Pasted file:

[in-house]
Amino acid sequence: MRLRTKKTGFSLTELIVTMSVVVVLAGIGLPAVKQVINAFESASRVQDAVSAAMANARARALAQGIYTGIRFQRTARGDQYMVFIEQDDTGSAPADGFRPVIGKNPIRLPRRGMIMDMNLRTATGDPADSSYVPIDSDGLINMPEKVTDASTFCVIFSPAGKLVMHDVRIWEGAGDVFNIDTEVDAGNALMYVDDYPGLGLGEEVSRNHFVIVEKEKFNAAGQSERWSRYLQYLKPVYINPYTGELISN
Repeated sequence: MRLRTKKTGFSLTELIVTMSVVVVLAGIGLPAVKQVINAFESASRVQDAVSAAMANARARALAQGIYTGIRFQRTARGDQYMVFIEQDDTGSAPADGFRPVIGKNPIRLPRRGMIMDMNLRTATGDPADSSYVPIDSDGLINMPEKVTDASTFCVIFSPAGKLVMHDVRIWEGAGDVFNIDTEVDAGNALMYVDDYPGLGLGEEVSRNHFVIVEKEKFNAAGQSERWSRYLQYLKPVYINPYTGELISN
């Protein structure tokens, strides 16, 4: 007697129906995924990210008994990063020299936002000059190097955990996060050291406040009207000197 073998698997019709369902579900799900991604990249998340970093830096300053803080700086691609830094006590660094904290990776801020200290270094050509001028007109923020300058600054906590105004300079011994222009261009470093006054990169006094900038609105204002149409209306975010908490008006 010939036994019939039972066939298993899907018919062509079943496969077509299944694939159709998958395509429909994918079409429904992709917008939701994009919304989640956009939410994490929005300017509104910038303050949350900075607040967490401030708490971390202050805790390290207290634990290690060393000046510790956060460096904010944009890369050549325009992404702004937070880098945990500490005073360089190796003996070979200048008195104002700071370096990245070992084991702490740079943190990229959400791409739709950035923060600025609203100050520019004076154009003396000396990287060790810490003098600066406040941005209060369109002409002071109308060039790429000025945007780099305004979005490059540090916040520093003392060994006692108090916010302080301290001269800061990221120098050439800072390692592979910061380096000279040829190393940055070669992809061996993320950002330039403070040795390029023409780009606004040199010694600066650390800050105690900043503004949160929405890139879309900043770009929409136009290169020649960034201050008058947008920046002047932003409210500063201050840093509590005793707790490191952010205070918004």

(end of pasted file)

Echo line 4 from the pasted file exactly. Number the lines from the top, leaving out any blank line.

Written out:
């Protein structure tokens, strides 16, 4: 007697129906995924990210008994990063020299936002000059190097955990996060050291406040009207000197 073998698997019709369902579900799900991604990249998340970093830096300053803080700086691609830094006590660094904290990776801020200290270094050509001028007109923020300058600054906590105004300079011994222009261009470093006054990169006094900038609105204002149409209306975010908490008006 010939036994019939039972066939298993899907018919062509079943496969077509299944694939159709998958395509429909994918079409429904992709917008939701994009919304989640956009939410994490929005300017509104910038303050949350900075607040967490401030708490971390202050805790390290207290634990290690060393000046510790956060460096904010944009890369050549325009992404702004937070880098945990500490005073360089190796003996070979200048008195104002700071370096990245070992084991702490740079943190990229959400791409739709950035923060600025609203100050520019004076154009003396000396990287060790810490003098600066406040941005209060369109002409002071109308060039790429000025945007780099305004979005490059540090916040520093003392060994006692108090916010302080301290001269800061990221120098050439800072390692592979910061380096000279040829190393940055070669992809061996993320950002330039403070040795390029023409780009606004040199010694600066650390800050105690900043503004949160929405890139879309900043770009929409136009290169020649960034201050008058947008920046002047932003409210500063201050840093509590005793707790490191952010205070918004």